Finally some good news for state governments—but it doesn't mean they're out of the woods yet.
According to the Census Bureau - total tax receipts hit nearly $1.5 trillion in 2010 - that is back near the peak tax revenues of 2007.
The Wall Street Journal says one of the reasons is the reviving economy, and the other is that we're paying more in taxes.
Tax hikes boosted state revenue by more than $12 billion last year - totaling a 2% gain. Income tax revenue alone jumped nearly 11% in the last quarter of 2010 - compared with the same time in 2009. Sales tax revenue is up nearly 2% for that period.
So why are states still facing record budget gaps for 2012, and continuing to shed hundreds of thousands of jobs?
Two reasons—first, states can no longer rely on the federal government for help now that the $150 billion in stimulus funds have dried up. And second, the pension and health care promises governments made to their employees.
States already have as much as $3 trillion in unfunded pension liabilities, and many are also losing billions due to double-dipping. That's where employees are getting both a government paycheck and a pension.
Reports show in 2009 - more than 5,600 California retirees were double-dipping, up 57% from 1999. In Ohio, 32,000 government employees took home a billion dollars in pension funds - while still getting a paycheck. That's not counting the more than 150 school superintendents doing the same thing.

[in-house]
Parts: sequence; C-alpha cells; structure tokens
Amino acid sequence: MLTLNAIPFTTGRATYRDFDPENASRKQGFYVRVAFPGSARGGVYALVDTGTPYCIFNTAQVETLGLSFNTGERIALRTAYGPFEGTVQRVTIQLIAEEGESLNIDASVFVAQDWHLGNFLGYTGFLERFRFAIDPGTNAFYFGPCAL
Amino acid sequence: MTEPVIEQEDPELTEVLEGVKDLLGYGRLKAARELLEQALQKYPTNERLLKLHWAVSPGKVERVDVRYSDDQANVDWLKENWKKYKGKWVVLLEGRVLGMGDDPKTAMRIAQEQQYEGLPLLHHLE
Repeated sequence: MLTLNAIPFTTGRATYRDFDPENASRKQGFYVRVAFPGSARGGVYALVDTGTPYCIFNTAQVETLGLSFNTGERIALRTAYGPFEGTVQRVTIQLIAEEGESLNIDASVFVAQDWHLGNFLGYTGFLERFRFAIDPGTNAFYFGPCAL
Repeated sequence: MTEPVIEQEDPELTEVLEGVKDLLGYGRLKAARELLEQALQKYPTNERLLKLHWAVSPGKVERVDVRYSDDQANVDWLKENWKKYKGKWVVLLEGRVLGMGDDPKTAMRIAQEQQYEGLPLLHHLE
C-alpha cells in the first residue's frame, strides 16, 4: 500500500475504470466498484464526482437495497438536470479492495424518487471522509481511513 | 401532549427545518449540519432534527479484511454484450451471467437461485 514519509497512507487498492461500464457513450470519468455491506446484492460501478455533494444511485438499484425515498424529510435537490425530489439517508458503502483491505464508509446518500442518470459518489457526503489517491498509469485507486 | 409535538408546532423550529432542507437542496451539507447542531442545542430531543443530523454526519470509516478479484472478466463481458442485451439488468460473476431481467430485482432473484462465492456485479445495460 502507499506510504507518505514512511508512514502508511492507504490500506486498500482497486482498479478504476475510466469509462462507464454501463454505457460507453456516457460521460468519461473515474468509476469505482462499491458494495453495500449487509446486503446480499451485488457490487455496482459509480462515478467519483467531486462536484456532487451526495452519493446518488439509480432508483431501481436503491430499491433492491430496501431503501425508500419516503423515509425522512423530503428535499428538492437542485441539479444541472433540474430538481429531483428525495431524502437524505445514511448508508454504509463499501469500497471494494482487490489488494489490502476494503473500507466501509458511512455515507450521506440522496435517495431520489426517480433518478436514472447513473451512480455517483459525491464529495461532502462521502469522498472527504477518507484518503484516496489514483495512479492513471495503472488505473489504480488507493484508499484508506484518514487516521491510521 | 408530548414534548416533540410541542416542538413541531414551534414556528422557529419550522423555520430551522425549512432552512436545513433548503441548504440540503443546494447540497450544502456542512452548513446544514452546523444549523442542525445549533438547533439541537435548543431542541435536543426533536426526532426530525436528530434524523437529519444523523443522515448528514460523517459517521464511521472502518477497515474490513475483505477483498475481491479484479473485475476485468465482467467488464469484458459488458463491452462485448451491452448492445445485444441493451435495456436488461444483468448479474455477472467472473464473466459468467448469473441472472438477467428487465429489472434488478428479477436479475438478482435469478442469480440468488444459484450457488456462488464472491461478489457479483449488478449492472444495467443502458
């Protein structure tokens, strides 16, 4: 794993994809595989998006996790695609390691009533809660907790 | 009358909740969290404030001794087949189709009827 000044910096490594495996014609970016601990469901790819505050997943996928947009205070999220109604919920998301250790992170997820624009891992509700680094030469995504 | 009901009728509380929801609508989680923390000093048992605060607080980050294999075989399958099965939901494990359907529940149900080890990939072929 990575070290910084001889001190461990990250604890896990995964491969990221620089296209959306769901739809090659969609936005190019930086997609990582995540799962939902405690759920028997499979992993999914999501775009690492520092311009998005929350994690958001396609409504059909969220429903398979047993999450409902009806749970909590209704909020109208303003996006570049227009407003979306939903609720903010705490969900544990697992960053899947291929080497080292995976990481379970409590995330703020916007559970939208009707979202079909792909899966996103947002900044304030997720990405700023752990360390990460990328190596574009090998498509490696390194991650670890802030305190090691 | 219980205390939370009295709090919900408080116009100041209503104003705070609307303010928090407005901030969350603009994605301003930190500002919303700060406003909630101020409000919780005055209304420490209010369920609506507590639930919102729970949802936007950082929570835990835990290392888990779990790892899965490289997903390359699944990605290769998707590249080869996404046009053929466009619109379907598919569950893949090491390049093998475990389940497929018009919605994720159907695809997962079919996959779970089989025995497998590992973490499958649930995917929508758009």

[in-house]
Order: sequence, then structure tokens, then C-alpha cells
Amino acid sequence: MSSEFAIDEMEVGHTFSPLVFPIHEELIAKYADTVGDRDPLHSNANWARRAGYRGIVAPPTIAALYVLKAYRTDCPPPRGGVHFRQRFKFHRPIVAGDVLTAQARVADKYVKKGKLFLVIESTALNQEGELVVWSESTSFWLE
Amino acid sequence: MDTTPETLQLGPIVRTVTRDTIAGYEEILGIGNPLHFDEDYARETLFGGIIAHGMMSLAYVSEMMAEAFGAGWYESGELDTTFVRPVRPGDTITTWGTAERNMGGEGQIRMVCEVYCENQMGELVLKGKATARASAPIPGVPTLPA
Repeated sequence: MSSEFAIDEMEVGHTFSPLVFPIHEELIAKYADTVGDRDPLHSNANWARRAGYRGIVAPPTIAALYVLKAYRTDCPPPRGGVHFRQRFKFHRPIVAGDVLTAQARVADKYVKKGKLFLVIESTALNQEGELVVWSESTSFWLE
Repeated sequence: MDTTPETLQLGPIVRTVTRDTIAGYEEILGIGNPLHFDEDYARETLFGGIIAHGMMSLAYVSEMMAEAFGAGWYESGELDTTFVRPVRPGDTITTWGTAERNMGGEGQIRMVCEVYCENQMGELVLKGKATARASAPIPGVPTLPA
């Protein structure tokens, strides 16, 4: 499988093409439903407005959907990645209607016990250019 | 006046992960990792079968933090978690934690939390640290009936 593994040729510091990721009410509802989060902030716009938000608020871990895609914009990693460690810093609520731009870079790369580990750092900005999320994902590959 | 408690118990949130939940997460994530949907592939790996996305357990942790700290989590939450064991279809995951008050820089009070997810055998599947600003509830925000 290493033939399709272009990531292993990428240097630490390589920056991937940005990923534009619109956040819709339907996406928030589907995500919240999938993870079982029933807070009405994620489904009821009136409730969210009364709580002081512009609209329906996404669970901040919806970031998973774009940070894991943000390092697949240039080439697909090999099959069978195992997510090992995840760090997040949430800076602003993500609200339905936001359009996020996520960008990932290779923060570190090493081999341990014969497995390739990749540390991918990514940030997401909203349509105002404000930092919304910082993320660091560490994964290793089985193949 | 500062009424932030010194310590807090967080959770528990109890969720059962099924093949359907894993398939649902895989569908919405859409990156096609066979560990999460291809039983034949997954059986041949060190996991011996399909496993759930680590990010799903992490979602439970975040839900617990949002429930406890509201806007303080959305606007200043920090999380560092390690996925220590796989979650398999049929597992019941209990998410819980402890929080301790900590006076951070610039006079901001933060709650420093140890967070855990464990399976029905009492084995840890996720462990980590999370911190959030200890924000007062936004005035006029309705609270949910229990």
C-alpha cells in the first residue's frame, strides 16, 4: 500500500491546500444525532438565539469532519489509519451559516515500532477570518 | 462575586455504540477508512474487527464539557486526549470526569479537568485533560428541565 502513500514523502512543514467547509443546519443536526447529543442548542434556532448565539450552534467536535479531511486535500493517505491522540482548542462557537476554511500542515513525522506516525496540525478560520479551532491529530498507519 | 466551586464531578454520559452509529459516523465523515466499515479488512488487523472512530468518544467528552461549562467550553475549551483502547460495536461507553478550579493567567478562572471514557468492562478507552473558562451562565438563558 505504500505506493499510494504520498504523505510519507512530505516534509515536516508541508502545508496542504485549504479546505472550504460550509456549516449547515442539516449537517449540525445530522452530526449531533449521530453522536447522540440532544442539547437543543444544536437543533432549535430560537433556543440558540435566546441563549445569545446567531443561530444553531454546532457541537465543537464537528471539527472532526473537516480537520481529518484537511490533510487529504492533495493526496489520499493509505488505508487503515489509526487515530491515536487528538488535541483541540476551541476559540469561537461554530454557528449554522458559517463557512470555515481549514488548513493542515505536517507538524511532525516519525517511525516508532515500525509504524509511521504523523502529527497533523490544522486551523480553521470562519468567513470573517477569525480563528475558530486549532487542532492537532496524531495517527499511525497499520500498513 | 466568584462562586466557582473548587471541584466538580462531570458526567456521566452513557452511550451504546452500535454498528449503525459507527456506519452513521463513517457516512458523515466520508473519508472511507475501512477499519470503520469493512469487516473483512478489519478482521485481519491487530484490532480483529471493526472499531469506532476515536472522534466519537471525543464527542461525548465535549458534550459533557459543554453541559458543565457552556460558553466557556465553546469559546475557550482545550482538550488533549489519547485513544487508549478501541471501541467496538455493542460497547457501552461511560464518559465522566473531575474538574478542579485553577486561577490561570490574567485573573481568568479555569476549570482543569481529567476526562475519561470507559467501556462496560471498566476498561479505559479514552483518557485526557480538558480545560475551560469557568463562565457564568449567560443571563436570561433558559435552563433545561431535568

And in Texas, more than 6,000 state workers took home $400 million in double-dipped funds, in addition to 22,000 public school and university workers
States are no doubt in trouble - and residents have done their part by paying more in taxes. It's time government employees did theirs and stop allowing workers to game the system.
It's bad enough they have outrageous tax-payer funded benefits - but to get that on top of a tax-payer funded paycheck is too ridiculous for words.
Gerri Willis is the host of "The Willis Report" (6 & 9PM/ET), a primetime program that covers the leading financial and political stories of the day and their impact on consumers. Click here to see more from Gerri Willis.